"... A book is essentially not a talked thing, but a written thing; and written, not with the view of mere communication, but of permanence. The book of talk is printed only because its author cannot speak to thousands of people at once; if he could, he would—the volume is mere multiplication of his voice. You cannot talk to your friend in India, if you could, you would; you write instead: that is mere conveyance of voice. But a book is written, not to multiply the voice merely, not to carry it merely, but to perpetuate it. The author has something to say which he perceives to be true and useful, or helpfully beautiful. So far as he knows, no one has yet said it; so far as he knows, no one else can say it. He is bound to say it, clearly and melodiously if he may; clearly, at all events. In the sum of his life he finds this to be the thing, or group of things, manifest to him;—this, the piece of true knowledge, or sight, which his share of sunshine and earth has permitted him to seize. He would fain set it down forever; engrave it on rock, if he could; saying, “This is the best of me; for the rest, I ate, and drank, and slept, loved, and hated, like another; my life was as the vapor and is not; but this I saw and knew: this, if anything of mine, is worth your memory.” That is his “writing”; it is, in his small human way, and with whatever degree of true inspiration is in him, his inscription, or scripture. That is a “Book.”..."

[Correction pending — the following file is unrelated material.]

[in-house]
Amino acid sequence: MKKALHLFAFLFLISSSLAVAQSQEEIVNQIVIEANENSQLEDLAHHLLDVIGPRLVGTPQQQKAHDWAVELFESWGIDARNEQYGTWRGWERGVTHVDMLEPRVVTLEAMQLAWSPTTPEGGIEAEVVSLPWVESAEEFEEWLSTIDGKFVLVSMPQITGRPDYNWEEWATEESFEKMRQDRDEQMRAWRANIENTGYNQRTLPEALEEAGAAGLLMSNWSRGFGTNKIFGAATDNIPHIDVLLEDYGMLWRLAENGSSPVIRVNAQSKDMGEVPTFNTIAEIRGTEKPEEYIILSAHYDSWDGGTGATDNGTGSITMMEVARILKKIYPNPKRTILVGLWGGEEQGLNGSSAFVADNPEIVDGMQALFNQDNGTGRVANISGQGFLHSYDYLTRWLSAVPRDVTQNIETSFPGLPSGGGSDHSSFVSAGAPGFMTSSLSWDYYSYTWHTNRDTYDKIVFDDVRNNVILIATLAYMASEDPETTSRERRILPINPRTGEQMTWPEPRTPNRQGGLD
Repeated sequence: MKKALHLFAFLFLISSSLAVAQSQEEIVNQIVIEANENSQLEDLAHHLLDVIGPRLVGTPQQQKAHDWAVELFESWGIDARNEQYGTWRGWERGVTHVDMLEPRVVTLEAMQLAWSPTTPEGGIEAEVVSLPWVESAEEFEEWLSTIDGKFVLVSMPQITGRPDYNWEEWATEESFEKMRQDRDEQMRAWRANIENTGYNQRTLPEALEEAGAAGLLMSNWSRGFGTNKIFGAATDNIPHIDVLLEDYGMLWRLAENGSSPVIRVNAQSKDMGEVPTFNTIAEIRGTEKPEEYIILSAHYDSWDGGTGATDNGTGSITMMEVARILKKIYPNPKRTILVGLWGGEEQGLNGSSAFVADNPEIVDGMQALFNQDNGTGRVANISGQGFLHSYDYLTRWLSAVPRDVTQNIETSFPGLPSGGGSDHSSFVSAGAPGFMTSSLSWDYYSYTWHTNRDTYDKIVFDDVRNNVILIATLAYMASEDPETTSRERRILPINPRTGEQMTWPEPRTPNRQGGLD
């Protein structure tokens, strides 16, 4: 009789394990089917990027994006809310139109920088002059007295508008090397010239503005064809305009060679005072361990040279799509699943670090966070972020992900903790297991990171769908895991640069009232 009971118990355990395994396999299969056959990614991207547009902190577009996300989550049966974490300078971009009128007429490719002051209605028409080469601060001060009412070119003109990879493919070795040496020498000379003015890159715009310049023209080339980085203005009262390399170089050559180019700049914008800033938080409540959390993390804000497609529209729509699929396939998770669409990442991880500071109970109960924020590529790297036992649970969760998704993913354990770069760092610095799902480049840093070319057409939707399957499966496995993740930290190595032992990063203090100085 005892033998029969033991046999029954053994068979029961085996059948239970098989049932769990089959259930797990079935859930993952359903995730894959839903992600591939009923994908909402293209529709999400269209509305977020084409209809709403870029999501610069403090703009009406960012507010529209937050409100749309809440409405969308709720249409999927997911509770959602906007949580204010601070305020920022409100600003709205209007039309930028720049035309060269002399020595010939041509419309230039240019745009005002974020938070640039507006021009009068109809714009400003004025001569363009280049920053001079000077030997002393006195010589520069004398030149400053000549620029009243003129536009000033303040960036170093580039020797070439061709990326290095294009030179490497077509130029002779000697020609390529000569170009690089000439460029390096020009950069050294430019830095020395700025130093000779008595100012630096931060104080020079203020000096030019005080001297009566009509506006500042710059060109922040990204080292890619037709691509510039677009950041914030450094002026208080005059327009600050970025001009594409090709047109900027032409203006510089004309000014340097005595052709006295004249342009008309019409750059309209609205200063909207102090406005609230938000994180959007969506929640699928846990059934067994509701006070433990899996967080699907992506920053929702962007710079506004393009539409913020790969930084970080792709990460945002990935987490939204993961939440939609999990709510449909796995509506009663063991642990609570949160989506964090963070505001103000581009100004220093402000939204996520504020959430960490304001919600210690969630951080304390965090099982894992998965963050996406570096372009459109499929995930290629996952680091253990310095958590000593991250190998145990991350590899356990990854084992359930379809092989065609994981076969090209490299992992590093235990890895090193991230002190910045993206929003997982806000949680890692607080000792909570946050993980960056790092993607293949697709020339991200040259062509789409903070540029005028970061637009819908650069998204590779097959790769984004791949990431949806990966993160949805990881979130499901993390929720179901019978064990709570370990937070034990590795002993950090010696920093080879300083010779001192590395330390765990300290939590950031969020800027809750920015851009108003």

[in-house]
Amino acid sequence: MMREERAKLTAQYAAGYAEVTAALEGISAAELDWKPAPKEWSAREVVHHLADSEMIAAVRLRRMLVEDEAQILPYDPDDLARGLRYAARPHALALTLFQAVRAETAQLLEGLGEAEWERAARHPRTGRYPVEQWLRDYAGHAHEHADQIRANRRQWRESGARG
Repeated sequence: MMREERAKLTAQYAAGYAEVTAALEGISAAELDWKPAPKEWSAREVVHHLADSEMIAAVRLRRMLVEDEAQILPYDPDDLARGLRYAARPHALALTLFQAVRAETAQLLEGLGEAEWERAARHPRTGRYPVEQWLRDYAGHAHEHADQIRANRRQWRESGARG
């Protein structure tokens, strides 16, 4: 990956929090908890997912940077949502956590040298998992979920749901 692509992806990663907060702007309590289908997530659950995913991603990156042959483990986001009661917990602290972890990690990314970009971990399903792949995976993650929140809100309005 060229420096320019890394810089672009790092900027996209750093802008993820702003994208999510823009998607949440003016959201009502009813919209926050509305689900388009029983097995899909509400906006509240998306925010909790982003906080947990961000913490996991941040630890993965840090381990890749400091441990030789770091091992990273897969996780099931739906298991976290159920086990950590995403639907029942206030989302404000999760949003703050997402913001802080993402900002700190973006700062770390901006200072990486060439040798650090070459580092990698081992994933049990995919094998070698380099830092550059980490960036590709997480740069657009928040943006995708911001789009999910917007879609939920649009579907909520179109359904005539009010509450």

Extracted from "Sesame and Lilies. Lecture I.—Sesame: Of Kings’ Treasuries" by John Ruskin.
Belle and Sebastian - Wrapped Up In Books